In conclusion, we plan to develop a spatial surface that will allow us to predict variation in population dynamics by species based on differentials in environmental variables and human ecology. Using that surface, we will attempt to specify and validate a model linking human and anopheline population dynamics, while controlling for potential spatial autocorrelation in the residuals. This will enable us to systematically delineate and map significant sources of variation in human activity and environmental attributes that generally affect the risk of encountering potentially infectious mosquitoes in urban areas. In this way, we can provide key entomologic and human ecologic data for specific urban areas, and estimate the risk of mosquito-human contact within those communities. This will allow local mosquito control groups an opportunity to concentrate resources in the areas at the greatest risk for larval site development and subsequent mosquito-human contact.

Table 1

Distribution of grid cells across strata, the percent of the total grid cells per strata, and the number of grid cells selected for survey and sampling work in Kisumu and Malindi, Kenya

StrataTotal number of grid cellsPercent of totalGrid cells selected
Kisumu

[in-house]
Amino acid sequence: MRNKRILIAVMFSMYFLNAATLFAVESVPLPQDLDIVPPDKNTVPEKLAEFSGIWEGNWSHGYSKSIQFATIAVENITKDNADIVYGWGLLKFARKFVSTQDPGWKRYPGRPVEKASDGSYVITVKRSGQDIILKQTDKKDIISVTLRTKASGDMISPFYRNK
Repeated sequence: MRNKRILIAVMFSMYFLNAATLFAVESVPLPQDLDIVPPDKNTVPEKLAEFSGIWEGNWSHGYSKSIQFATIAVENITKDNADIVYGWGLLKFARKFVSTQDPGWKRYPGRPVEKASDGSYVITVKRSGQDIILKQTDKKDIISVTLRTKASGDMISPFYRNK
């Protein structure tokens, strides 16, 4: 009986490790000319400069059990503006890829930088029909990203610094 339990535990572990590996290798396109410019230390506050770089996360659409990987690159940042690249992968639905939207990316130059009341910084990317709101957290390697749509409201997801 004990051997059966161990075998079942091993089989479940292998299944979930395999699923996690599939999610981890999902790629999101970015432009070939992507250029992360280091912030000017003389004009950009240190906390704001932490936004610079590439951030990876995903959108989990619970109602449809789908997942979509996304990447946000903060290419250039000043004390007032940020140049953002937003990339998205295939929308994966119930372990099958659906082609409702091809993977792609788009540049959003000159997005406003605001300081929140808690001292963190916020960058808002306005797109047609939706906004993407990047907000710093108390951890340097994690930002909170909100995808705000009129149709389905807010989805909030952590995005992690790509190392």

Planned, well-drained10733.756
    Planned, poorly drained134.11
    Unplanned, well-drained278.522
    Unplanned, poorly drained17053.6311
Total31710020
Malindi
    Planned, well-drained5723.364
    Planned, poorly drained6526.645
    Unplanned, well-drained31.331
    Unplanned, poorly drained11948.7710
    Urban total24410020
    Peri-urban1641008
    Total65210028
Table 2

Summary socioeconomic statistics from the household survey administered in Kisumu and Malindi, Kenya

Strata*
12345
*1 = planned, well-drained; 2 = planned, poorly-drained; 3 = unplanned, well-drained; 4 = unplanned, poorly-drained; 5 = peri-urban.
†NA = not available.
‡High education = if member of household attended form 4, highest secondary classes or higher.
Kisumu
    Number of households10310011395
    Mean number of people per night per household5.025.255.314.03
    % of households with electricity67.3076.0064.0011.50NA†